Matt Scalici of AL.com reported on the matter on Monday, noting that Dye went on WJOX Birmingham's "The Opening Drive" radio show to criticize Rice's addition to the select group.
While Dye praised Rice as a politician, he felt her lack of tangible football experience discredited her committee membership:
All she knows about football is what somebody told her. Or what she read in a book, or what she saw on television. To understand football, you've got to play with your hand in the dirt.
I love Condoleezza Rice and she's probably a good statesman and all of that but how in the hell does she know what it's like out there when you can't get your breath and it's 110 degrees and the coach asks you to go some more?
These comments seem to hint at the argument that media members have no room to opine on sports because they haven't played the game.
According to Scalici, Dye implied that Rice's lack of football knowledge would lead her to have misguided judgment and base her decisions off of personal relationships rather than the results on the gridiron.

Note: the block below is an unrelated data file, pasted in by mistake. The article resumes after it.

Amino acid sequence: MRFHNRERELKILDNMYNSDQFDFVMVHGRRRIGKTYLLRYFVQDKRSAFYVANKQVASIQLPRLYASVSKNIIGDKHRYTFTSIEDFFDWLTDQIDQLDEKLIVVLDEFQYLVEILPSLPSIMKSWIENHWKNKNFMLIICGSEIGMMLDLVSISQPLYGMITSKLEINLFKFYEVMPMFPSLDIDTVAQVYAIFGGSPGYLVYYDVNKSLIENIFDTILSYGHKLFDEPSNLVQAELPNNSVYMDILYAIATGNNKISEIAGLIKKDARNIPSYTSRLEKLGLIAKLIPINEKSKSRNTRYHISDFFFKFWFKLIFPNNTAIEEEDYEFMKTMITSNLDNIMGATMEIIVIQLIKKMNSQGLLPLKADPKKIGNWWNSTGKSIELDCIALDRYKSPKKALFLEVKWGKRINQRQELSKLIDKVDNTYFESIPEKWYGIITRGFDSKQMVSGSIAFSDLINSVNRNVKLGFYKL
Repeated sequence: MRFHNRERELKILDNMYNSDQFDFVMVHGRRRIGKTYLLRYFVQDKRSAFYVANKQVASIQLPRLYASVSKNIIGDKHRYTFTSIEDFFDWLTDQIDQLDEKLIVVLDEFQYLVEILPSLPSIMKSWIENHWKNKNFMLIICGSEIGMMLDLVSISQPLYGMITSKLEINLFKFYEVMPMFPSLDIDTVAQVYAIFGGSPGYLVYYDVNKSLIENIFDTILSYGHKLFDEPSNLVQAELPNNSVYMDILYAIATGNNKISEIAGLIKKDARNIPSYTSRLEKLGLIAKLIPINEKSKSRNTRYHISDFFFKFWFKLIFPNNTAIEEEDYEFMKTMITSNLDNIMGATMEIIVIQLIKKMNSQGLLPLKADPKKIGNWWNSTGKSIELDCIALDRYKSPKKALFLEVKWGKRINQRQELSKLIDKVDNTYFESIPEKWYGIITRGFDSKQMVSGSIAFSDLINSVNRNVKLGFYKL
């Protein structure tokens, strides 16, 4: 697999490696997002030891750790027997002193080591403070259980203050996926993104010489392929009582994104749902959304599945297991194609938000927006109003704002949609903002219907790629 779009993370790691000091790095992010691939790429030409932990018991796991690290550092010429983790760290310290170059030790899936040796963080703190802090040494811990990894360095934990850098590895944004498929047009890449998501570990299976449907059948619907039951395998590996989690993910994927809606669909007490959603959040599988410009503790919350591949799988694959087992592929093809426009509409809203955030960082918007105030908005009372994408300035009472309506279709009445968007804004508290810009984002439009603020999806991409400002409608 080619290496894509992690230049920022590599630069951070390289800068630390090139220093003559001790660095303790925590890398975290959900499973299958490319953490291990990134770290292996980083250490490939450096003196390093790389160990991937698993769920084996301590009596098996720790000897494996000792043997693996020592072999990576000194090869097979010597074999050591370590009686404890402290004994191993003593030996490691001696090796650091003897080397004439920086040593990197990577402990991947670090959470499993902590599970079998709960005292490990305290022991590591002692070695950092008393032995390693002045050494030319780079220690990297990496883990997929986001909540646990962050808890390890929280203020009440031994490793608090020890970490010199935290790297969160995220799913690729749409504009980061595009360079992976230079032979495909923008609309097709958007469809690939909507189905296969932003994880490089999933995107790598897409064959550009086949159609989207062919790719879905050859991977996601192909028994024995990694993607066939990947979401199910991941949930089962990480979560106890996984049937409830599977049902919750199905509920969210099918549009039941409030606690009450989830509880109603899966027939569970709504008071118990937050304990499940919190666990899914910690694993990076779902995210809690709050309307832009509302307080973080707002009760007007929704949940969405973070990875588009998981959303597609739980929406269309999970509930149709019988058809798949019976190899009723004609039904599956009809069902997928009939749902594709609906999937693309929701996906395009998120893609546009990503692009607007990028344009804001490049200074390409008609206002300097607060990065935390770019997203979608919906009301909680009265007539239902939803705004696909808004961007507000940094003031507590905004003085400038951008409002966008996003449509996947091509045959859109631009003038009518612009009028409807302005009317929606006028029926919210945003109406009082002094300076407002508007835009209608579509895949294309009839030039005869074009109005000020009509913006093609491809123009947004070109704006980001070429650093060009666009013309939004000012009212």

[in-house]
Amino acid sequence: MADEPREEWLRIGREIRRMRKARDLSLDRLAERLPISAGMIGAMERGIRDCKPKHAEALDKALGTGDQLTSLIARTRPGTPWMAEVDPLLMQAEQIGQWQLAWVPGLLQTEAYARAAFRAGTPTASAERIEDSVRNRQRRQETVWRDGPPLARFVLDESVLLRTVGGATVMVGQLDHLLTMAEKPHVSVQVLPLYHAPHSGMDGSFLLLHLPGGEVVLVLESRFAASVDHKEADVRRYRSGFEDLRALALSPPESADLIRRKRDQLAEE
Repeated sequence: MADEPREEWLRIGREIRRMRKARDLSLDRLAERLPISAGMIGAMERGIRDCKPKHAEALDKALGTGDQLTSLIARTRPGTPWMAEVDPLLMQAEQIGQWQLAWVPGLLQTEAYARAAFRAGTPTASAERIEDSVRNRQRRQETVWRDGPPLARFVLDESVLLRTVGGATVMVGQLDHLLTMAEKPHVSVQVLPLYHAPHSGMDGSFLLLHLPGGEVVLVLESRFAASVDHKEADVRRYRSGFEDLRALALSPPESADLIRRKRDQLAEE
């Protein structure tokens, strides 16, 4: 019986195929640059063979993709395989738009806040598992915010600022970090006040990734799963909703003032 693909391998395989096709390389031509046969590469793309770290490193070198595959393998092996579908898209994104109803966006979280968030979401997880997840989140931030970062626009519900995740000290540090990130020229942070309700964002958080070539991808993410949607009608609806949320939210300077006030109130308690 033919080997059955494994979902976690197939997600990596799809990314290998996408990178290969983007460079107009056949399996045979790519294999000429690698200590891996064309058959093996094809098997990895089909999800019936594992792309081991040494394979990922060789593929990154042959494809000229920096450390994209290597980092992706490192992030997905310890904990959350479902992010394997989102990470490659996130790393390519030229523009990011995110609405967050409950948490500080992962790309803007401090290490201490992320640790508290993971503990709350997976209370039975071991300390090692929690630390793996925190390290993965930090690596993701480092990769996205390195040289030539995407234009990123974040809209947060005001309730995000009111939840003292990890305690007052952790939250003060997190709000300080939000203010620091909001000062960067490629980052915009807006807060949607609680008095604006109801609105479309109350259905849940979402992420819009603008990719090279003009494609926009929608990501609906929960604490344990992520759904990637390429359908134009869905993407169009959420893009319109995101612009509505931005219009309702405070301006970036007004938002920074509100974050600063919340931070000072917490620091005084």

"That goes back to politics. Which one she likes the best. Which one's the smoothest talker. The game is played on the field," said Dye.
Rice is an Alabama native, per Scalici, but even her home-state bias would not hurt her if she were on the committee at the moment. The Alabama Crimson Tide are the clear No. 1 team in college football.
The forthcoming playoff system allows for multiple opinions to be voiced and for four teams to be selected to the prestigious postseason field. Thus, the remaining 13 to 19 members on the committee would cast a hypothetical judgment by Rice aside and ultimately choose the best possible matchups.
It's no surprise that having such a prominent former U.S. politician be selected to a position of such influence in a male-dominant sport has made headlines and sparked discussion, but Rice should not cause any problems in the end result of the revamped four-team format.